sexta-feira, novembro 13, 2009

Representation and Portrait


Self-portraiture has been gaining in the last and present centuries a crescent attention from the artistic and academic communities due to the strong role it plays, outside the field of fine arts and through popular celebrity and iconic cultures, in influencing and defining the concept of the self in modern societies. In self-representation, the self is used to communicate a message apart from the realm of characteristics and traits that define the persona, being different from self –portraiture. However, how dissociated is in reality self-portraiture from self-representation? The use of the nude body for example is a powerful tool in the businesses of marketing, publicity and fashion, being commonly present and symbolized in several identity aspects of industrialized countries. The social concept of a perfect nude body has generated social health tragedies as bulimia, anorexia and other psychological states of illness. Unhappiness is generated from the impossibility of being portrayed as an ideal figure. However, as psychoanalytic theory suggests, the one’s frustration with her/his exterior image results from a scattering and loss of identity of the self. As a reaction to this reality, a major focus has been given to the nakedness of the self in both self-representation and self-portraiture, where the excesses of a globalization driven by social ghosts of an ideal image of the naked body and frenetic consumerism are addressed. As in 20th century feminism, in the artistic context and condition of social activism in a postmodern world, where the artist plays a role that defines her/his self, it is impossible to dissociate self-representation from self-portraiture, the artist’s persona from the artist work and legacy.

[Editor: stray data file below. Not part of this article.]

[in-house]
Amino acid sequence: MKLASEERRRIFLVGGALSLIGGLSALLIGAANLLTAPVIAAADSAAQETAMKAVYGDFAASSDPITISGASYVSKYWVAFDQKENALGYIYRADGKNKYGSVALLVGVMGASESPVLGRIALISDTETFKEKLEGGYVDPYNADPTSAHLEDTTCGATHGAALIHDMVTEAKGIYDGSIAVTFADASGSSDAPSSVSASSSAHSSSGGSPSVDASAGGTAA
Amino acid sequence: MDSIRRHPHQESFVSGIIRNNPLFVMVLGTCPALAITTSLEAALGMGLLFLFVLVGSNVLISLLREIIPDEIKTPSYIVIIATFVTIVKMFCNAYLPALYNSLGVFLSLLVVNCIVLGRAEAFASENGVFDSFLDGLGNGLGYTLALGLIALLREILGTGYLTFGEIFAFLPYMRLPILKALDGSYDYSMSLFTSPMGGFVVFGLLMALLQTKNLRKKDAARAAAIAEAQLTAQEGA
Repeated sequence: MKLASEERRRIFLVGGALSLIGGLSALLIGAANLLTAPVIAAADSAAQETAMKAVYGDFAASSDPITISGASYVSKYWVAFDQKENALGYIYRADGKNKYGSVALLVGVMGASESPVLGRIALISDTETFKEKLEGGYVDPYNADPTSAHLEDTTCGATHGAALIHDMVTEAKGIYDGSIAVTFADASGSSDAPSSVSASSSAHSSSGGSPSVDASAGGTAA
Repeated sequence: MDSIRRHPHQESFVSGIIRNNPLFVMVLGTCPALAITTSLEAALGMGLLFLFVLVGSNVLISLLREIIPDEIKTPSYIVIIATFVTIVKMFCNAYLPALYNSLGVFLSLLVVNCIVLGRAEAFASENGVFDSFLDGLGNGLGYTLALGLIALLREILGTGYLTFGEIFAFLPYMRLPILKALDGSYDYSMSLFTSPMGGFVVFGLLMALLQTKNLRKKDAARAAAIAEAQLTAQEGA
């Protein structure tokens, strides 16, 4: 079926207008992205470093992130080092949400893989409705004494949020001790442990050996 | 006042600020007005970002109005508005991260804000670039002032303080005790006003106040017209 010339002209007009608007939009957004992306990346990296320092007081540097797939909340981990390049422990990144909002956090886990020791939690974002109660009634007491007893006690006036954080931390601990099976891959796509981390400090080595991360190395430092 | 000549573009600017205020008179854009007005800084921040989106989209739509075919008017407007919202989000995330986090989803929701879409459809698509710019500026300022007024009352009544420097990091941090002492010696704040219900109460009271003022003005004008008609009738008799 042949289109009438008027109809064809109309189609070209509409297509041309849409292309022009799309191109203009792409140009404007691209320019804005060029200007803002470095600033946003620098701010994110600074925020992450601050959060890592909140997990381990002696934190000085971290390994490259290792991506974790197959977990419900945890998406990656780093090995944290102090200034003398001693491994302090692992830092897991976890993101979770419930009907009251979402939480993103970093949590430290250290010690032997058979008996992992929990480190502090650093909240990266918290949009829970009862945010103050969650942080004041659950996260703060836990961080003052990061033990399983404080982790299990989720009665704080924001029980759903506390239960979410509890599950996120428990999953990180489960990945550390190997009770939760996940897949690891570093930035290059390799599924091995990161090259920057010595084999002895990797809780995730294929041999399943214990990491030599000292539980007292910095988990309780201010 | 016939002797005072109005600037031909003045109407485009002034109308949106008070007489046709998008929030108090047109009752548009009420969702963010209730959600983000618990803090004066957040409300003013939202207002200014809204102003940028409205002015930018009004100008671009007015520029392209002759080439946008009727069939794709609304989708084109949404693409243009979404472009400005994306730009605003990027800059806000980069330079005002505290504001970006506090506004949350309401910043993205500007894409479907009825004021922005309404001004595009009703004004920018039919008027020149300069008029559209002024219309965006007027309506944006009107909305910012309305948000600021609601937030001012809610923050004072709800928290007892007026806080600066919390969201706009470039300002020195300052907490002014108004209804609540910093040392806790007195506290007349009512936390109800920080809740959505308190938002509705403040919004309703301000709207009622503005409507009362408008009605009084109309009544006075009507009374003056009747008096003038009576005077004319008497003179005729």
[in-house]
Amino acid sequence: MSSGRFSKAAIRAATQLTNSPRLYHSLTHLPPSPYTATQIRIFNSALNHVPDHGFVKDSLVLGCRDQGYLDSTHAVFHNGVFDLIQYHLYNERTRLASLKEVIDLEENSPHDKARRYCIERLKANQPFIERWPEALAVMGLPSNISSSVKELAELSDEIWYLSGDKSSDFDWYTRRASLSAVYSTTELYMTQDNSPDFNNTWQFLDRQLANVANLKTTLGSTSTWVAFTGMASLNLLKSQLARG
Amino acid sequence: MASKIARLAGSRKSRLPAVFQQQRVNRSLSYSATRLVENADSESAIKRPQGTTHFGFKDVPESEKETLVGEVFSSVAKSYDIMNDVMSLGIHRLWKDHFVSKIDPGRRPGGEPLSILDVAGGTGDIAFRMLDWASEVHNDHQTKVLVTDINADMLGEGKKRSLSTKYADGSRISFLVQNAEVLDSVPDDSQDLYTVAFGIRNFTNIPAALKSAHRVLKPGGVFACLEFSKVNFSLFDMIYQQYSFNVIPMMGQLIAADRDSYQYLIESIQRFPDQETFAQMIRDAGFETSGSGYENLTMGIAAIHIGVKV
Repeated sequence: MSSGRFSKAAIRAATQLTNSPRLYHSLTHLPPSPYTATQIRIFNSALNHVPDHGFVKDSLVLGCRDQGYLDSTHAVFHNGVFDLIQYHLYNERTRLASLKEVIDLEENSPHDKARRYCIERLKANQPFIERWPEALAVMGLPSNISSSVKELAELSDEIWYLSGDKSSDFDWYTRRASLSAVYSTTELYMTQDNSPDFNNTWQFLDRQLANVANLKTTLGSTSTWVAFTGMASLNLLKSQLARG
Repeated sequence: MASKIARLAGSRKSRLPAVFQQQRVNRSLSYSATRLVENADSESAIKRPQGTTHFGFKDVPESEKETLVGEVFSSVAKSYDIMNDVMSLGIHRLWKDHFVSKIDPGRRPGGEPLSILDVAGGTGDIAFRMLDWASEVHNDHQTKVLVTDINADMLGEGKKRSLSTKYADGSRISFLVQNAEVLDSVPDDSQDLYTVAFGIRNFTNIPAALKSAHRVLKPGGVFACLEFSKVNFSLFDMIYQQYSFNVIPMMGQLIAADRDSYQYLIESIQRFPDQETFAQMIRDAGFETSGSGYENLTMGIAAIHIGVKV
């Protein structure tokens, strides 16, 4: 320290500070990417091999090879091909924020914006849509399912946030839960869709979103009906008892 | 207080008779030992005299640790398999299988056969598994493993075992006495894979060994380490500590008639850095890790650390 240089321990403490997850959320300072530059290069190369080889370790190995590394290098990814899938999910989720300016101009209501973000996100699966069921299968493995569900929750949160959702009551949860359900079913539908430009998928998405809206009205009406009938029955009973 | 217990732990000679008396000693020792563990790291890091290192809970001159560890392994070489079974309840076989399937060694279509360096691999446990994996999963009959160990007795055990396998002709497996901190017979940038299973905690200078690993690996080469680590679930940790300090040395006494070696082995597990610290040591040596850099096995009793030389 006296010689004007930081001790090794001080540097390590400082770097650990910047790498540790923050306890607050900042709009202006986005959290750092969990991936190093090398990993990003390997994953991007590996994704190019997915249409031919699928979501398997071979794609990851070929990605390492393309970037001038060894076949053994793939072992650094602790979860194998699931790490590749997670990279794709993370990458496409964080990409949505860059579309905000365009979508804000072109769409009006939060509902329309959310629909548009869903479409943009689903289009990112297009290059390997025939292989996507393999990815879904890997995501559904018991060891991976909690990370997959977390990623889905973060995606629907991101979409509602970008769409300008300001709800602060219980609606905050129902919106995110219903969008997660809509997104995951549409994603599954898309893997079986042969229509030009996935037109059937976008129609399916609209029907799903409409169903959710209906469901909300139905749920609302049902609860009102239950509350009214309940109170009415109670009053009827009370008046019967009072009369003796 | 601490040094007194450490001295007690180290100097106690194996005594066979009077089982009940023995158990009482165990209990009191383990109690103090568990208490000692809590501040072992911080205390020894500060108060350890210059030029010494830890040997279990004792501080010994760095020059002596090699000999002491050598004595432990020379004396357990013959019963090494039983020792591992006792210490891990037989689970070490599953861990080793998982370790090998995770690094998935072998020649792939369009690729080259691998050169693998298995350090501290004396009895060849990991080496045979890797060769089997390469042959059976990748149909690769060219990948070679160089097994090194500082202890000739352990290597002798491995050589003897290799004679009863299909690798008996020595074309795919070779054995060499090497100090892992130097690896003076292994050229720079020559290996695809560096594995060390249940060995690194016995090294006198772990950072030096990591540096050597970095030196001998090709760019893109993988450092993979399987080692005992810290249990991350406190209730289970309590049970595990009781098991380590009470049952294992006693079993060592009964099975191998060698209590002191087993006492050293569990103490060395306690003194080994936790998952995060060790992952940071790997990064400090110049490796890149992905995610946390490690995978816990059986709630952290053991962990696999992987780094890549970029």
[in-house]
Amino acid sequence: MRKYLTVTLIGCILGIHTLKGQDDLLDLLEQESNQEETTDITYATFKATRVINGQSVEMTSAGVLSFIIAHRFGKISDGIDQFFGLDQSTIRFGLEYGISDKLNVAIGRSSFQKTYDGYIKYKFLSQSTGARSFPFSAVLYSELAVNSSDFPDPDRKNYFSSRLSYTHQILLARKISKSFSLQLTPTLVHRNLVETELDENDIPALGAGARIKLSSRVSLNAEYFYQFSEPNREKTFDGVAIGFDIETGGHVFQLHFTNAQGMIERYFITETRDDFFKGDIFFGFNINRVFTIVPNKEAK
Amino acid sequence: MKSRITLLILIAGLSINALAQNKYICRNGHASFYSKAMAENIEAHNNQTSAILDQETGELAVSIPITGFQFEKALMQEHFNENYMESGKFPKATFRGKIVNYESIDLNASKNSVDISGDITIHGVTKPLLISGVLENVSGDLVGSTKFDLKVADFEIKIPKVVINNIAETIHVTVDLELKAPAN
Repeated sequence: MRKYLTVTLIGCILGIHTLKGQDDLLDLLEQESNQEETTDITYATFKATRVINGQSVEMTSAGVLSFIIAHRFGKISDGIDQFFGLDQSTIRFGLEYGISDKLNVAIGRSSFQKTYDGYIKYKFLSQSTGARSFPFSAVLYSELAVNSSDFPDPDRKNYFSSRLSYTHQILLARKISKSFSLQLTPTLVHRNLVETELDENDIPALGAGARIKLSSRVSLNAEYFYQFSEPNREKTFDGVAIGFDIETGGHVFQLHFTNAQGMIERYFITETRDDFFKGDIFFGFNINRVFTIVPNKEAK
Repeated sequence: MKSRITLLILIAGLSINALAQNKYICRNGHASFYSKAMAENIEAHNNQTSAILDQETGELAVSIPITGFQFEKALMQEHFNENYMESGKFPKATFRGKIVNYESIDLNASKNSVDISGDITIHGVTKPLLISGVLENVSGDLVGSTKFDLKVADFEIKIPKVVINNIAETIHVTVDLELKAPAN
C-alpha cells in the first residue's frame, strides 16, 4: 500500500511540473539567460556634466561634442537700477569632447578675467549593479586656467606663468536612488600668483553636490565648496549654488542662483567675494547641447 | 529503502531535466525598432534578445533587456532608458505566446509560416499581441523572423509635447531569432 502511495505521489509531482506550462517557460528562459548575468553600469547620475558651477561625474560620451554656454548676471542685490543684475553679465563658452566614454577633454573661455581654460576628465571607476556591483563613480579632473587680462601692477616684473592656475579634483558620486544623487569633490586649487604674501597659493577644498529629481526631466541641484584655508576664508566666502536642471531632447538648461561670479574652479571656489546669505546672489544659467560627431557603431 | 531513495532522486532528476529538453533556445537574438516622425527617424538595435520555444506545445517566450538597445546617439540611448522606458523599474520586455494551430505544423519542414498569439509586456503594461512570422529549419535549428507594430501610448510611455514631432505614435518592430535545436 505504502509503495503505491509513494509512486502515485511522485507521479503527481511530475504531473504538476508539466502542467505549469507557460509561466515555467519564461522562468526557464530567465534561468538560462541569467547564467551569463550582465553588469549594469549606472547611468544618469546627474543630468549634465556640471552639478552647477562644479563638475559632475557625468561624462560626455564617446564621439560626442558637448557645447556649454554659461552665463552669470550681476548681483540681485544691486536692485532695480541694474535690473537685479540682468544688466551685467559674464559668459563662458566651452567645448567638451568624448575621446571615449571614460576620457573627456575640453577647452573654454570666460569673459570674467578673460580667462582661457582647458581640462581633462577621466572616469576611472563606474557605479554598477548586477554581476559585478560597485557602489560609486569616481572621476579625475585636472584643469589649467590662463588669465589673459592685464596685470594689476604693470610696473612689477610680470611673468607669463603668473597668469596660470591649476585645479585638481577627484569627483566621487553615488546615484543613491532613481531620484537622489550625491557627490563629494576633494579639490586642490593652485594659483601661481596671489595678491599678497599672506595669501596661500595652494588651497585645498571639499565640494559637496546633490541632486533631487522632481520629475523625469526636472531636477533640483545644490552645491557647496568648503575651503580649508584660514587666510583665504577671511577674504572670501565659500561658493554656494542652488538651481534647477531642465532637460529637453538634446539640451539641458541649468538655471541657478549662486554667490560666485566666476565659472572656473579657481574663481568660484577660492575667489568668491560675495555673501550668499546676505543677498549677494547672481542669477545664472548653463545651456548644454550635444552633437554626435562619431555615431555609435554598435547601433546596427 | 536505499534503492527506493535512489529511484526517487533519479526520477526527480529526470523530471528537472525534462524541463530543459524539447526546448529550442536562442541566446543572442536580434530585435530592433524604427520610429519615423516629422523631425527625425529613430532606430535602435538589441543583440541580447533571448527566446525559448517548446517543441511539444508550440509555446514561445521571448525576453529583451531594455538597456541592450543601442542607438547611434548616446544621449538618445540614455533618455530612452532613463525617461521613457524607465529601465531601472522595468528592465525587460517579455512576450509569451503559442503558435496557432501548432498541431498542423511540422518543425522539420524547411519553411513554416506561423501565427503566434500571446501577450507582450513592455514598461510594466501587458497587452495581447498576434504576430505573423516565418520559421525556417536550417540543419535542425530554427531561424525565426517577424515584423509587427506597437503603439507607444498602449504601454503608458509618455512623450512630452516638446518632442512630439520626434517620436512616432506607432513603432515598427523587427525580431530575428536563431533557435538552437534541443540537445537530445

Above image by Nikki S Lee

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